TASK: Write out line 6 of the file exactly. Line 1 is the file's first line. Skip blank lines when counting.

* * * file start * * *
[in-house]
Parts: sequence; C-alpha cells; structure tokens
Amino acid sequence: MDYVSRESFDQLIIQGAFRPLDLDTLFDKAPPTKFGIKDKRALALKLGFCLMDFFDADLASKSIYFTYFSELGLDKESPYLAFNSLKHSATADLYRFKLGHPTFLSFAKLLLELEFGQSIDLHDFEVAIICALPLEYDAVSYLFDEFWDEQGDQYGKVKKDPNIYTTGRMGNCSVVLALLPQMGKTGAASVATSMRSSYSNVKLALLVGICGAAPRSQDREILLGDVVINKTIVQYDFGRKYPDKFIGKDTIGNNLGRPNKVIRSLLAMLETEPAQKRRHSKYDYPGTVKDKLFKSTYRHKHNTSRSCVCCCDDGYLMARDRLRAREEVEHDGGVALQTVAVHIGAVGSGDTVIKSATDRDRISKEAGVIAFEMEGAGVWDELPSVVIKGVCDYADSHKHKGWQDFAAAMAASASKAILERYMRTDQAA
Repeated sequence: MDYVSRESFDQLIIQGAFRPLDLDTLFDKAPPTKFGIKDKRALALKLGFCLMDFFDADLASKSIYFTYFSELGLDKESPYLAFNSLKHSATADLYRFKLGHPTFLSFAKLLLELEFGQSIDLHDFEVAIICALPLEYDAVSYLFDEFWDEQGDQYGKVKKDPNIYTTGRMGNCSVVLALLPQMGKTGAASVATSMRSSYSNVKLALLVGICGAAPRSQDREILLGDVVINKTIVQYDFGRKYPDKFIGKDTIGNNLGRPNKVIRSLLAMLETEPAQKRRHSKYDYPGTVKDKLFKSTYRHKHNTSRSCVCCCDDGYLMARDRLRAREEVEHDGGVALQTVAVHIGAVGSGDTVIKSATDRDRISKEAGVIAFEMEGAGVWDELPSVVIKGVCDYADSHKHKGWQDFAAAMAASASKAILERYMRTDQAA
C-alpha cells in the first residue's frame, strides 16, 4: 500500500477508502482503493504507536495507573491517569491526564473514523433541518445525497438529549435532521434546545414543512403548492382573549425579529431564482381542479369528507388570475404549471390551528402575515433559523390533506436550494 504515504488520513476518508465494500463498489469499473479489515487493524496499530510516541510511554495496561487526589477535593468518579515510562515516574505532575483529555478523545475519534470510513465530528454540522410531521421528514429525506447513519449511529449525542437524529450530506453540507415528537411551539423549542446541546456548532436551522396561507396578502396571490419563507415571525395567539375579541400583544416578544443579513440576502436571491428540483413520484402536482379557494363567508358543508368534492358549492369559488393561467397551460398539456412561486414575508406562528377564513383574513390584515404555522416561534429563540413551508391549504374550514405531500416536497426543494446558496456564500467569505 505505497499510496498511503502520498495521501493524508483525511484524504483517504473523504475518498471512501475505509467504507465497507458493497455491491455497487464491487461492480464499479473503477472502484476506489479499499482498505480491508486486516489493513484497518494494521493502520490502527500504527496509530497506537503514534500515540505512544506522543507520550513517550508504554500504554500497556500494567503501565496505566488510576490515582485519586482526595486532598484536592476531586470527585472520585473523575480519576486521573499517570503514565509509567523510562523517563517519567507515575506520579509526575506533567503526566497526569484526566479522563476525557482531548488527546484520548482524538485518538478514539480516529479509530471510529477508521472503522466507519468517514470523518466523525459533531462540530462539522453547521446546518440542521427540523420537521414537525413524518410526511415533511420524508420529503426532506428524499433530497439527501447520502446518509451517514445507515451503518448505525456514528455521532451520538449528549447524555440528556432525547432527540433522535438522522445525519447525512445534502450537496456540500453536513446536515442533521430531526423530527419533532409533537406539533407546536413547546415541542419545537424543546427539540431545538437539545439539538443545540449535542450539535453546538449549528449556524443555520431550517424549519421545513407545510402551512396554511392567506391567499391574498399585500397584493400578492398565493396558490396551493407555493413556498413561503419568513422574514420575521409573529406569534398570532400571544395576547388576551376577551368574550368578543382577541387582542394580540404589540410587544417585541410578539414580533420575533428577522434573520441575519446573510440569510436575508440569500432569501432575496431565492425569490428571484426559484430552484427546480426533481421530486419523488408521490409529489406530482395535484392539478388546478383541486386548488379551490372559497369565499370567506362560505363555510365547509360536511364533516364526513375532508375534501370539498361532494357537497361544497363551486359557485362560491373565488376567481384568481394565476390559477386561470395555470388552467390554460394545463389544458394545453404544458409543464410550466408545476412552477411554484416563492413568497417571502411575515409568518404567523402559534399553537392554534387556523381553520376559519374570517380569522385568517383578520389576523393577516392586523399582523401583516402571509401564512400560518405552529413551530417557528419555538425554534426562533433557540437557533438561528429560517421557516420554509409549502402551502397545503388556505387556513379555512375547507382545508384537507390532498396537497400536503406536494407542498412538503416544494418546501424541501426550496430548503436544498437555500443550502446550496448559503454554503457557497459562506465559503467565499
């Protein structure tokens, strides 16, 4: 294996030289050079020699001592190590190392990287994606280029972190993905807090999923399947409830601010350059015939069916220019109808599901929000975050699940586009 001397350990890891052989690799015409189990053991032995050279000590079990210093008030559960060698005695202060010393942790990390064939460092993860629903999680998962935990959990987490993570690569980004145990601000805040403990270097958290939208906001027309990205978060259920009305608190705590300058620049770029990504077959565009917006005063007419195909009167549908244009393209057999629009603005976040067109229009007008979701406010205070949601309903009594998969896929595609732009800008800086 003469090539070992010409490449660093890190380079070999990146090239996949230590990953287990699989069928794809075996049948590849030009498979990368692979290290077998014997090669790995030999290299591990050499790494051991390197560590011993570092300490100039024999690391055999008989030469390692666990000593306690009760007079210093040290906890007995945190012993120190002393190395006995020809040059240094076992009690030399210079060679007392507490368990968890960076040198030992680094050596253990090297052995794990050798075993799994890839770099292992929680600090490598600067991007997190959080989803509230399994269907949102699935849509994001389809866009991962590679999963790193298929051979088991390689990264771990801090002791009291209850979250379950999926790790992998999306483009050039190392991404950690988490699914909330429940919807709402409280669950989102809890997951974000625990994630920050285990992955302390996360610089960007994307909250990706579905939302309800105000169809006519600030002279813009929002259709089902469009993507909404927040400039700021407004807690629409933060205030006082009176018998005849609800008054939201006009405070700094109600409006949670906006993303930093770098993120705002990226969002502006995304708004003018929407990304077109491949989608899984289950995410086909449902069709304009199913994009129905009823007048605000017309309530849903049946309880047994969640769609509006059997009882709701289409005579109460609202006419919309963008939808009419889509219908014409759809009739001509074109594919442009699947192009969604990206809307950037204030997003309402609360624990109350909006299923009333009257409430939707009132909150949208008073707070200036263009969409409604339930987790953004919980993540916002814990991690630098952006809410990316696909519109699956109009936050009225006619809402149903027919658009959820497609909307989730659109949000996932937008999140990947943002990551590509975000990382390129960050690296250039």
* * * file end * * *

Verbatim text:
């Protein structure tokens, strides 16, 4: 294996030289050079020699001592190590190392990287994606280029972190993905807090999923399947409830601010350059015939069916220019109808599901929000975050699940586009 001397350990890891052989690799015409189990053991032995050279000590079990210093008030559960060698005695202060010393942790990390064939460092993860629903999680998962935990959990987490993570690569980004145990601000805040403990270097958290939208906001027309990205978060259920009305608190705590300058620049770029990504077959565009917006005063007419195909009167549908244009393209057999629009603005976040067109229009007008979701406010205070949601309903009594998969896929595609732009800008800086 003469090539070992010409490449660093890190380079070999990146090239996949230590990953287990699989069928794809075996049948590849030009498979990368692979290290077998014997090669790995030999290299591990050499790494051991390197560590011993570092300490100039024999690391055999008989030469390692666990000593306690009760007079210093040290906890007995945190012993120190002393190395006995020809040059240094076992009690030399210079060679007392507490368990968890960076040198030992680094050596253990090297052995794990050798075993799994890839770099292992929680600090490598600067991007997190959080989803509230399994269907949102699935849509994001389809866009991962590679999963790193298929051979088991390689990264771990801090002791009291209850979250379950999926790790992998999306483009050039190392991404950690988490699914909330429940919807709402409280669950989102809890997951974000625990994630920050285990992955302390996360610089960007994307909250990706579905939302309800105000169809006519600030002279813009929002259709089902469009993507909404927040400039700021407004807690629409933060205030006082009176018998005849609800008054939201006009405070700094109600409006949670906006993303930093770098993120705002990226969002502006995304708004003018929407990304077109491949989608899984289950995410086909449902069709304009199913994009129905009823007048605000017309309530849903049946309880047994969640769609509006059997009882709701289409005579109460609202006419919309963008939808009419889509219908014409759809009739001509074109594919442009699947192009969604990206809307950037204030997003309402609360624990109350909006299923009333009257409430939707009132909150949208008073707070200036263009969409409604339930987790953004919980993540916002814990991690630098952006809410990316696909519109699956109009936050009225006619809402149903027919658009959820497609909307989730659109949000996932937008999140990947943002990551590509975000990382390129960050690296250039």